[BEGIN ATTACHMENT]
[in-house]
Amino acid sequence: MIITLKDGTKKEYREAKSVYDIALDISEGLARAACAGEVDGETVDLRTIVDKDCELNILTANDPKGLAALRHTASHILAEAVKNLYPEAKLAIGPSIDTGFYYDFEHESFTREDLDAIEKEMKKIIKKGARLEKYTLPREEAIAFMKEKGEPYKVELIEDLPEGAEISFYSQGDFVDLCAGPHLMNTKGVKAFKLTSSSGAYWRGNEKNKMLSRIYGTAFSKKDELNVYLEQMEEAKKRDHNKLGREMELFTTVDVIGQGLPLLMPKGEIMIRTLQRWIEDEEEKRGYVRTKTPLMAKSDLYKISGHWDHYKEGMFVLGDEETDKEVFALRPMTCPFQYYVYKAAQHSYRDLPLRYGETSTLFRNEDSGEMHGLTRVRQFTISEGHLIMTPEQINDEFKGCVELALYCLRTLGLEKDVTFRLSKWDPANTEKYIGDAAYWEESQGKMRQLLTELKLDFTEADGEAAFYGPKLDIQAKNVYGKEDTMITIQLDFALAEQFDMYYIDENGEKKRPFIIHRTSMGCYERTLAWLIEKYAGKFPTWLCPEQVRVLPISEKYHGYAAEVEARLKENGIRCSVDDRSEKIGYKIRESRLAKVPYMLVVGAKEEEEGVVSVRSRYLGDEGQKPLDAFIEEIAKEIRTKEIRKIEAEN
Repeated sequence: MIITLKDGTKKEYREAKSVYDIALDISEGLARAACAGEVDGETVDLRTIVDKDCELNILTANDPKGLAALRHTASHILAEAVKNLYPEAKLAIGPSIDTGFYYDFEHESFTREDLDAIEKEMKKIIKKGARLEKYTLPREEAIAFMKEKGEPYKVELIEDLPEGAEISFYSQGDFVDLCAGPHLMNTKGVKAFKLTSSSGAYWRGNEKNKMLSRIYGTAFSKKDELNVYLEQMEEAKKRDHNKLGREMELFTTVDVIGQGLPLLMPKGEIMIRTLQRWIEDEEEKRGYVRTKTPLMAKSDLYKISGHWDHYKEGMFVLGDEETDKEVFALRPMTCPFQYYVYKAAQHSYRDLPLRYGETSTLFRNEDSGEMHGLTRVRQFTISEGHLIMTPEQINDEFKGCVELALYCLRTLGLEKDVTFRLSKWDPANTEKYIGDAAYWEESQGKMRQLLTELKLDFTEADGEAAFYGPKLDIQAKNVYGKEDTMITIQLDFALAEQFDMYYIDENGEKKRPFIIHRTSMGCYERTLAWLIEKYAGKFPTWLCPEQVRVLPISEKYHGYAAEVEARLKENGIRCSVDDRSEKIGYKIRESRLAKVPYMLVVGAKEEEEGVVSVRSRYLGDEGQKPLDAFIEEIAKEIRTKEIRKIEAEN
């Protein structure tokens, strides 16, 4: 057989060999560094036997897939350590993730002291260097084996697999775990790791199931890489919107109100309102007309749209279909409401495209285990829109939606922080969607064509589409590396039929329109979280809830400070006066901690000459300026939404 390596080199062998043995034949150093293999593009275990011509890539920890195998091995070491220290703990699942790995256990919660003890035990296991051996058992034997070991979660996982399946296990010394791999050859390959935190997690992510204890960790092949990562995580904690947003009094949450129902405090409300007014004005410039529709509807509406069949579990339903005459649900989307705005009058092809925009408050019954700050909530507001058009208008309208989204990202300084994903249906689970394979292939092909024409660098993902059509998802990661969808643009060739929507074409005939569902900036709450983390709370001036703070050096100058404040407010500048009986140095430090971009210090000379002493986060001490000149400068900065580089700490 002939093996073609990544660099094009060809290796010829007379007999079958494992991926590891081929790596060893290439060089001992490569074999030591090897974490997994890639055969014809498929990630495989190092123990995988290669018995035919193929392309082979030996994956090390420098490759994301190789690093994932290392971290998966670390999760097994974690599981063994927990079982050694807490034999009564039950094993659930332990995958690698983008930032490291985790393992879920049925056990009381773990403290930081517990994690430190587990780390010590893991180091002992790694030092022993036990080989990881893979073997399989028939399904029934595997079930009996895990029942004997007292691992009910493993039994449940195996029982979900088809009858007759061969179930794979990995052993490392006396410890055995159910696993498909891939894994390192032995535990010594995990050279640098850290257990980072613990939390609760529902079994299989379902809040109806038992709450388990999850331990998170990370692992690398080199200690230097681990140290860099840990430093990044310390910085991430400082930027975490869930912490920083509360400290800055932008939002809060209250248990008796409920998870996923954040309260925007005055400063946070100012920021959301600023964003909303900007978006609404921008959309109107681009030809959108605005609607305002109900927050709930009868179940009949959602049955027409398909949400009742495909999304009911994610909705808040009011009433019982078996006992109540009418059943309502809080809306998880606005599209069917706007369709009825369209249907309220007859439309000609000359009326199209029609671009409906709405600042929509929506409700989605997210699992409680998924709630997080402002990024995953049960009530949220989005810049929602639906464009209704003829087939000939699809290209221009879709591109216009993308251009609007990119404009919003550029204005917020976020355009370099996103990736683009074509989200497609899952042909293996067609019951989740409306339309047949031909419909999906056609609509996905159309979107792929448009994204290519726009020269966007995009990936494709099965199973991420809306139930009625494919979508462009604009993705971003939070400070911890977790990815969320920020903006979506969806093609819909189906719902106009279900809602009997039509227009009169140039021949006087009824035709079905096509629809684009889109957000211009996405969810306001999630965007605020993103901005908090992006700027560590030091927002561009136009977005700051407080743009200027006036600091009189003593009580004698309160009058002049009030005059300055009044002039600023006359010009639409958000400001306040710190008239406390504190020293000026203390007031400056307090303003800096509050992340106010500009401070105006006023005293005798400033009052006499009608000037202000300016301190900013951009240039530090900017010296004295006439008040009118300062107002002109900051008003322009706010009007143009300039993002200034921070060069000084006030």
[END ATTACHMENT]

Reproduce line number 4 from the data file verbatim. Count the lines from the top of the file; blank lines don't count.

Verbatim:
């Protein structure tokens, strides 16, 4: 057989060999560094036997897939350590993730002291260097084996697999775990790791199931890489919107109100309102007309749209279909409401495209285990829109939606922080969607064509589409590396039929329109979280809830400070006066901690000459300026939404 390596080199062998043995034949150093293999593009275990011509890539920890195998091995070491220290703990699942790995256990919660003890035990296991051996058992034997070991979660996982399946296990010394791999050859390959935190997690992510204890960790092949990562995580904690947003009094949450129902405090409300007014004005410039529709509807509406069949579990339903005459649900989307705005009058092809925009408050019954700050909530507001058009208008309208989204990202300084994903249906689970394979292939092909024409660098993902059509998802990661969808643009060739929507074409005939569902900036709450983390709370001036703070050096100058404040407010500048009986140095430090971009210090000379002493986060001490000149400068900065580089700490 002939093996073609990544660099094009060809290796010829007379007999079958494992991926590891081929790596060893290439060089001992490569074999030591090897974490997994890639055969014809498929990630495989190092123990995988290669018995035919193929392309082979030996994956090390420098490759994301190789690093994932290392971290998966670390999760097994974690599981063994927990079982050694807490034999009564039950094993659930332990995958690698983008930032490291985790393992879920049925056990009381773990403290930081517990994690430190587990780390010590893991180091002992790694030092022993036990080989990881893979073997399989028939399904029934595997079930009996895990029942004997007292691992009910493993039994449940195996029982979900088809009858007759061969179930794979990995052993490392006396410890055995159910696993498909891939894994390192032995535990010594995990050279640098850290257990980072613990939390609760529902079994299989379902809040109806038992709450388990999850331990998170990370692992690398080199200690230097681990140290860099840990430093990044310390910085991430400082930027975490869930912490920083509360400290800055932008939002809060209250248990008796409920998870996923954040309260925007005055400063946070100012920021959301600023964003909303900007978006609404921008959309109107681009030809959108605005609607305002109900927050709930009868179940009949959602049955027409398909949400009742495909999304009911994610909705808040009011009433019982078996006992109540009418059943309502809080809306998880606005599209069917706007369709009825369209249907309220007859439309000609000359009326199209029609671009409906709405600042929509929506409700989605997210699992409680998924709630997080402002990024995953049960009530949220989005810049929602639906464009209704003829087939000939699809290209221009879709591109216009993308251009609007990119404009919003550029204005917020976020355009370099996103990736683009074509989200497609899952042909293996067609019951989740409306339309047949031909419909999906056609609509996905159309979107792929448009994204290519726009020269966007995009990936494709099965199973991420809306139930009625494919979508462009604009993705971003939070400070911890977790990815969320920020903006979506969806093609819909189906719902106009279900809602009997039509227009009169140039021949006087009824035709079905096509629809684009889109957000211009996405969810306001999630965007605020993103901005908090992006700027560590030091927002561009136009977005700051407080743009200027006036600091009189003593009580004698309160009058002049009030005059300055009044002039600023006359010009639409958000400001306040710190008239406390504190020293000026203390007031400056307090303003800096509050992340106010500009401070105006006023005293005798400033009052006499009608000037202000300016301190900013951009240039530090900017010296004295006439008040009118300062107002002109900051008003322009706010009007143009300039993002200034921070060069000084006030």